After a computer virus infiltrated Columbia State Community College (Tenn.), the school’s five campuses were forced to shut down for two days.
An employee opened an email with malware attached and it spread to the college’s communication network, said President Janet Smith.
Campuses in Columbia, Franklin, Lewisburg, Lawrencburg and Clifton closed on Monday and Tuesday and reopened Wednesday, reports the Columbia Daily Herald.
“Because of the nature of the malware and the infection, it was a conservative move to close the campus for two days to ensure there was proper remediation,” said Tennessee Board of regents Director of Communications, Richard Locker. “The incident underscores the growing threat of such attacks on information systems of all kinds.”
None of the other 13 community colleges or 27 colleges of applied technology in the state were targeted, and none of them have had to close from cyber attacks before.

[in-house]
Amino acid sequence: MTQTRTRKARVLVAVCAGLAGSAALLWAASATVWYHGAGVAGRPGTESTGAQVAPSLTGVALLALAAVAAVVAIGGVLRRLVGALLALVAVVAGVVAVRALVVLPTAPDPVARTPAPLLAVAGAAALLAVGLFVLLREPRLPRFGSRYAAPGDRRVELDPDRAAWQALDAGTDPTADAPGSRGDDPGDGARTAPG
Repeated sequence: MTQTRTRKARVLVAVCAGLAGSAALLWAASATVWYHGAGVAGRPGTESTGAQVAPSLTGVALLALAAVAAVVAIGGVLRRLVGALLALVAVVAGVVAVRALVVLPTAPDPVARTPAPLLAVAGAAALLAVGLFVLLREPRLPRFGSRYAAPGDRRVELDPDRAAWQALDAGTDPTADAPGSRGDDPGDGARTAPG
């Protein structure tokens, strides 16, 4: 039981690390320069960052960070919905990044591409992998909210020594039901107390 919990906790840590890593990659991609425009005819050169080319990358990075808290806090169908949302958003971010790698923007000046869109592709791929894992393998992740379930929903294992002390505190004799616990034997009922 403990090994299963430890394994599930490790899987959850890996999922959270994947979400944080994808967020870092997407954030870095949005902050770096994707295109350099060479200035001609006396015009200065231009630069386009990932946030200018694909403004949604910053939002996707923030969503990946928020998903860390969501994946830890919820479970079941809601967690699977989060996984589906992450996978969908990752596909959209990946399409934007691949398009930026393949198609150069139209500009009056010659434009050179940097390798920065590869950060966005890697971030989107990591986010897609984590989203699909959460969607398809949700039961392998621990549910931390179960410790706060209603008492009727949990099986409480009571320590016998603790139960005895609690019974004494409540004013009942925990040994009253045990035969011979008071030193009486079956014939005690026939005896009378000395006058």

“This is the most serious thing that I am aware of,” Locker added.
Officials are not sure what kind of virus the system acquired, but they have assured that no student data was taken.
Students did not have access to campus WiFi when they returned Wednesday but were allowed to access college email through their own devices and personal WiFi.
“Some students will be taking midterms, so we will have to make accommodations about that,” Smith said. “For some, it may be more challenging than others.”
Many students were confused as to why the campus was closed, unaware that the cyberattack was the reason.
“Regarding the campus closing [Monday and Tuesday], why can’t you provide a clear explanation/reason? Why do we have to keep guessing what is going on?” one student wrote on Columbia State’s Facebook page.
According to the Director of Communications Amy Spears-Boyd, students were sent an email about the situation Tuesday afternoon.
“Our information technology department has been working tirelessly with expert consultants around the clock to protect sensitive data and to eradicate the virus,” the email said.
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